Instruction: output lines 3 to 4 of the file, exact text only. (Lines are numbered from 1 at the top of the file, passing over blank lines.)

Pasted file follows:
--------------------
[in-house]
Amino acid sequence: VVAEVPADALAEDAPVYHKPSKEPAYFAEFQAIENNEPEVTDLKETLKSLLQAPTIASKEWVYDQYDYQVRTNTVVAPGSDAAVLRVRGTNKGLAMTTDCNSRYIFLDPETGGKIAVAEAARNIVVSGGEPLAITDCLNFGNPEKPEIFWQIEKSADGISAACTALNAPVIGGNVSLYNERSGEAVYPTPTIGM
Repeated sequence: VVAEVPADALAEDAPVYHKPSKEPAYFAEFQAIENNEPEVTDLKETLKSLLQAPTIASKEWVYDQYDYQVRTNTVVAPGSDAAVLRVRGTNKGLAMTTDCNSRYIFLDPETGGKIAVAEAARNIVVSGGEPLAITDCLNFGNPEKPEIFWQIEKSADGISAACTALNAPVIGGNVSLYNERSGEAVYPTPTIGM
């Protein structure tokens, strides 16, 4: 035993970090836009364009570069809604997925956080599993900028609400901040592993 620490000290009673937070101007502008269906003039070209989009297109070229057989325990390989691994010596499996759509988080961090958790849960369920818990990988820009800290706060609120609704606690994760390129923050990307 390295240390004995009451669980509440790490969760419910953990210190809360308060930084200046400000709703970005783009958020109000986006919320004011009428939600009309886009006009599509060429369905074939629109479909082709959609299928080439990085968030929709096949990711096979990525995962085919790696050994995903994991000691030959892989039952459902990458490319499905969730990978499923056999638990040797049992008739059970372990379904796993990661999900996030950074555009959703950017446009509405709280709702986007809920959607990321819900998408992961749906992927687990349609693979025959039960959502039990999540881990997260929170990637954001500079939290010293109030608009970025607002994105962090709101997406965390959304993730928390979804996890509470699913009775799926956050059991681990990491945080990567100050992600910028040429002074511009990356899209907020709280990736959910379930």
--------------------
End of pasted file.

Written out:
Repeated sequence: VVAEVPADALAEDAPVYHKPSKEPAYFAEFQAIENNEPEVTDLKETLKSLLQAPTIASKEWVYDQYDYQVRTNTVVAPGSDAAVLRVRGTNKGLAMTTDCNSRYIFLDPETGGKIAVAEAARNIVVSGGEPLAITDCLNFGNPEKPEIFWQIEKSADGISAACTALNAPVIGGNVSLYNERSGEAVYPTPTIGM
């Protein structure tokens, strides 16, 4: 035993970090836009364009570069809604997925956080599993900028609400901040592993 620490000290009673937070101007502008269906003039070209989009297109070229057989325990390989691994010596499996759509988080961090958790849960369920818990990988820009800290706060609120609704606690994760390129923050990307 390295240390004995009451669980509440790490969760419910953990210190809360308060930084200046400000709703970005783009958020109000986006919320004011009428939600009309886009006009599509060429369905074939629109479909082709959609299928080439990085968030929709096949990711096979990525995962085919790696050994995903994991000691030959892989039952459902990458490319499905969730990978499923056999638990040797049992008739059970372990379904796993990661999900996030950074555009959703950017446009509405709280709702986007809920959607990321819900998408992961749906992927687990349609693979025959039960959502039990999540881990997260929170990637954001500079939290010293109030608009970025607002994105962090709101997406965390959304993730928390979804996890509470699913009775799926956050059991681990990491945080990567100050992600910028040429002074511009990356899209907020709280990736959910379930």